I have spent my life not making money, but making ideas, and, therefore, it was clear to me I couldn't afford to retire.
When I'm happy with technology, and I'm not frustrated and I'm not yelling and screaming at it, I'll probably be ready to retire.
I still see myself riding a motorcycle. I still think I'm 18.
My wife doesn't ice climb, but for every time I play golf with her, I can go climbing, because I hate golf.
Someday I'll go heliskiing just because getting that much vert and that much powder in one day is worth the noise and expense. But it hasn't happened yet.
I have reached a level of seniority in my field where, on the one hand, I can work anywhere in the world. But, actually, there aren't that many places where I could really work.
Bill Gates has to struggle to get his ideas accepted in Microsoft. And that's as it should be, because a big company should not be mercurial. And I understand that. I think my background now-from Alias and everything else-has prepared me to know how to navigate that. Without being foolishly naive, I'm in the best position I could be in to try and actually bring some of my ideas to fruition.
I don't take anything for granted about technology. It can help provide a flex to help us get somewhere, but without the accompanying design of the social part of things, technology is just nothing. What's the point of a violin if you have no orchestra?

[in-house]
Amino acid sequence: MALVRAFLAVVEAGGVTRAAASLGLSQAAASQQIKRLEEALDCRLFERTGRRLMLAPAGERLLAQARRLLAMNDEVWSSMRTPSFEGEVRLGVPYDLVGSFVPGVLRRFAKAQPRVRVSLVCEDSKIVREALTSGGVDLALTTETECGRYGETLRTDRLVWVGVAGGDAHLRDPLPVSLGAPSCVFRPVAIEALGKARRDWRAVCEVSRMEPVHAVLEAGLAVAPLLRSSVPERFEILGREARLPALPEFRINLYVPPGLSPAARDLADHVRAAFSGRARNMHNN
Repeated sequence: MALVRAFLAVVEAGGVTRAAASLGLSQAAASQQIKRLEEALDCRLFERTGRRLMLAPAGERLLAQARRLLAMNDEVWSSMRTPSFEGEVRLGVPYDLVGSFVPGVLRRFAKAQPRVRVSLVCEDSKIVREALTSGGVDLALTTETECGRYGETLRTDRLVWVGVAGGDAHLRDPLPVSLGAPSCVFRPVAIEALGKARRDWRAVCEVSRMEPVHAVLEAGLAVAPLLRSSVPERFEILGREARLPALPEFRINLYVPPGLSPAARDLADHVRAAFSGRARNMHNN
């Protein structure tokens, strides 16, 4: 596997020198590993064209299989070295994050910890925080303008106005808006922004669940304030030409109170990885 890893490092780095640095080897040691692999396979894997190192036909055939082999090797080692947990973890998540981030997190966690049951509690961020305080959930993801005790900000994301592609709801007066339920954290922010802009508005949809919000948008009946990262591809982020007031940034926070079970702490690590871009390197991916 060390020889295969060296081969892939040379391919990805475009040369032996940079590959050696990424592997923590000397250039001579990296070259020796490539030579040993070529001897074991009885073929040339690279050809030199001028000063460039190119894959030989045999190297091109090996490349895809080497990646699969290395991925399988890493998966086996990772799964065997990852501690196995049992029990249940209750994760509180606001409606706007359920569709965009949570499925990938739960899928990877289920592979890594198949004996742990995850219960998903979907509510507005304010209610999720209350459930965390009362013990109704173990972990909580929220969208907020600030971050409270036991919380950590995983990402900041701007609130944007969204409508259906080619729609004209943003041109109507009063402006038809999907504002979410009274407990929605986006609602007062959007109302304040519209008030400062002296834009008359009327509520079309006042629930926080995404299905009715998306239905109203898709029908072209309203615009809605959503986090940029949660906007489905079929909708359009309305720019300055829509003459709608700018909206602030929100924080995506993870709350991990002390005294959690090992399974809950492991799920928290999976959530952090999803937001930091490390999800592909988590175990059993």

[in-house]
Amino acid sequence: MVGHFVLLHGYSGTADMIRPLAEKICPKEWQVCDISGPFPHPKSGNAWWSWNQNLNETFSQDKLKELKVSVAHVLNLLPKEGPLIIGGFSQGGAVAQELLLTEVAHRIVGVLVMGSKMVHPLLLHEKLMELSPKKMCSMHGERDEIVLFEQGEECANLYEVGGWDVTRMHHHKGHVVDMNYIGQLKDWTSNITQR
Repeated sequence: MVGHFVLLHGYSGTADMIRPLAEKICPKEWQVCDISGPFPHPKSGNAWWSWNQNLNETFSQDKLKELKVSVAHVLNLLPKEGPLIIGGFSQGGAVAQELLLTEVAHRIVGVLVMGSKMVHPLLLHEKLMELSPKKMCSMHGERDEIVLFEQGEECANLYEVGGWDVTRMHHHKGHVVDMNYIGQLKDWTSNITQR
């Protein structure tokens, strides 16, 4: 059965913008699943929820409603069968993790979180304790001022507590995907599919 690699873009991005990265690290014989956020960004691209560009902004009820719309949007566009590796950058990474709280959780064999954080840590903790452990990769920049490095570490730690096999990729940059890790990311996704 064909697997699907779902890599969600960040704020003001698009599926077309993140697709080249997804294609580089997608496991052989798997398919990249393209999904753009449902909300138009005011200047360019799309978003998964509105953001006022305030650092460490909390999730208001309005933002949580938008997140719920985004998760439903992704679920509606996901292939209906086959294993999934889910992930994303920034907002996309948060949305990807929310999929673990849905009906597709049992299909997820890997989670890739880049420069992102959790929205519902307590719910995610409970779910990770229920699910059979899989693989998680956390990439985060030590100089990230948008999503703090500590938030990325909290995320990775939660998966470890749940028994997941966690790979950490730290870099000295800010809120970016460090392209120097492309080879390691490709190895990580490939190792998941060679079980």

I'm a benevolent proponent of Einstein's rule that play is the most important part of research. These issues of technology and society are far too important to take seriously. If you're not playing around with them, you're never going to find the right answer, because you'll be too constrained. You're going to be like a 20-year-old playing in the playoffs for the first time-you're going to freeze.
Because I can order anything I want and I already have a basement full of gadgets that are obsolete, I have a rule: if I buy anything, no matter how bad it is, I have to use it for three months. When I have a bad situation, I understand exactly what someone's going through with our products when they're having a bad time, too.
William (Bill) Buxton
Born March 10, 1949, in Edmonton
Principal researcher at Microsoft Research
Takes part in digital music experiments at National Research Council as a music undergrad at Queen's University.
Studies and teaches at the Institute of Sonology in Utrecht, Netherlands, and begins touring as an avant-garde musician.
Starts researching the field of human-computer interaction as a computer science professor at the University of Toronto.
Becomes chief scientist of 3-D graphics software maker Alias-Wavefront, which is later acquired by Silicon Graphics in 1995.
Joins Microsoft Research after a three-year break to write Sketching User Experiences, which was published in April 2007.